Tuesday, February 21, 2012

The Writing Week (Vol. 5) part 215 - Watching Movies and Creeping Ahead Word by Word

Outlining isn't easy, nor is it quick work. If it was either, the ten incomplete projects on my hard drive would at least each have full first drafts, if not industry-ready scripts to show for all my (varied amounts of) effort on them. No, outlines are the meat of a developmental phase of working on a script. It might only take me three weeks to bang out 90 script pages once the outline is done, but that outline (in and of itself perhaps five to ten pages) is a month long endeavor, if not more. Because the outline contains the framework for the entire plot, each act and every potential major beat, it is a monumental undertaking. It is where the story comes together, and where the weaknesses reveal themselves.

It is also where a writer can most frequently become stuck. 

I can't (or don't want to) tell you how many days these past two weeks I've devoted my daily hour of writing to alternating my blank stare between the blinking cursor on my screen and the clock on my wall. Tick, tick, tick, the second hand mocks me, as the screen goes dim to conserve power, and the outline refuses to grow. Sure, I might add something here or there, but it is typically inconsequential. "The characters have their first date." That's all well and good, but it's also something that anyone who knows anything about the script must assume is in there somewhere, and it rebuffs any further description. While it appears good on screen (progress!), it offers about as much as it did in terms of tangible forward movement than it did when it was unwritten.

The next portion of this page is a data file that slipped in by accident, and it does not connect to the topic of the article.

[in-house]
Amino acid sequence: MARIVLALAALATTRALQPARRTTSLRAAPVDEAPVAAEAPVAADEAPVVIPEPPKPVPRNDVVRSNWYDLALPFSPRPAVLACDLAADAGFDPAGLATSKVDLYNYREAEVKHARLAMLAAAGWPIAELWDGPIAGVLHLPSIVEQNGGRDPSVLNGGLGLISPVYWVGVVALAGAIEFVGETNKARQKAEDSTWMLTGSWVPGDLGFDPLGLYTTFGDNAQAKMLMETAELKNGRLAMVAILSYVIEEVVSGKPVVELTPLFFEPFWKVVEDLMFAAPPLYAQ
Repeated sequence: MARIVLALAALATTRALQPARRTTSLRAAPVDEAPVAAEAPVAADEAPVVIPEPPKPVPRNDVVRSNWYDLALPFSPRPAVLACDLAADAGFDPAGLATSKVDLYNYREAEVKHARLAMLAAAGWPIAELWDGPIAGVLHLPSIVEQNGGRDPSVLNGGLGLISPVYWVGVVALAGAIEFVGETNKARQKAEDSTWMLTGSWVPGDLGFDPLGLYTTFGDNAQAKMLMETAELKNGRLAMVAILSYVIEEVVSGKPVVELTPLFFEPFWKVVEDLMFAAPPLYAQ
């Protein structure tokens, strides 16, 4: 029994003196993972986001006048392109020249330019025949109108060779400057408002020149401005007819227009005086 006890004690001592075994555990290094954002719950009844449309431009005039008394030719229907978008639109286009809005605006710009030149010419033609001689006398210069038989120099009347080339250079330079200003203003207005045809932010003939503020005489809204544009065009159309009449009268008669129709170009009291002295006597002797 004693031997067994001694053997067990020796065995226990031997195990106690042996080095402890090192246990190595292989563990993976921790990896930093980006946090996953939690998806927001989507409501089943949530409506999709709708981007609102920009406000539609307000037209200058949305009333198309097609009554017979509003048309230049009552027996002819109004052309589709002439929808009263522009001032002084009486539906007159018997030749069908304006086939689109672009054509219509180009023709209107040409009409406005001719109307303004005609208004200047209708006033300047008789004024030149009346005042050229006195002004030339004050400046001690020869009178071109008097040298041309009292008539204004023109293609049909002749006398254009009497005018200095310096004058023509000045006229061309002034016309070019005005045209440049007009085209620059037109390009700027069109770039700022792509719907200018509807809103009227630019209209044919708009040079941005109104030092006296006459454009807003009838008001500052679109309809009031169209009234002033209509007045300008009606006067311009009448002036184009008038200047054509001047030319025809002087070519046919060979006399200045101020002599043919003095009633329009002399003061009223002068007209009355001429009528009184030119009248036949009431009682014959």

Yes, outlines can suck. They can be maddening. If I wasn't worried about going bald, I'd say they can induce hair-pulling. But there's a workaround that I've found helps. Watch movies. Not just any movie (though, sometimes merely seeing something succeed in any genre can be inspiration enough to get past the hump). Specifically, though, it can help to check out movies that are either in the same genre or are somehow otherwise related. For the demon spec, I watch both The Devil's Advocate and The Lives of Others. Devil's Advocate might be a pretty obvious connection, but Lives of Others perhaps at first glance seems an odd parallel. Think about it, though - demons, devils, and the protagonist in Lives are all observers, with the key difference being in how they respond to their subjects. Lives of Others is a great study in observation, and observation is one thing there's not going to be a shortage of in my demon thriller. Lives is also a prime example of a well-paced, engaging movie that has no real typical "action" (i.e., guns and explosions and whatnot). 

When I watch these, sometimes I take copious notes on beats and plot and structure. Sometimes, I just watch and try to absorb. I did a little of both with the above two films. Hopefully, the next time I sit down to work on the outline, I will find that I've actually gleaned something useful from those two viewings.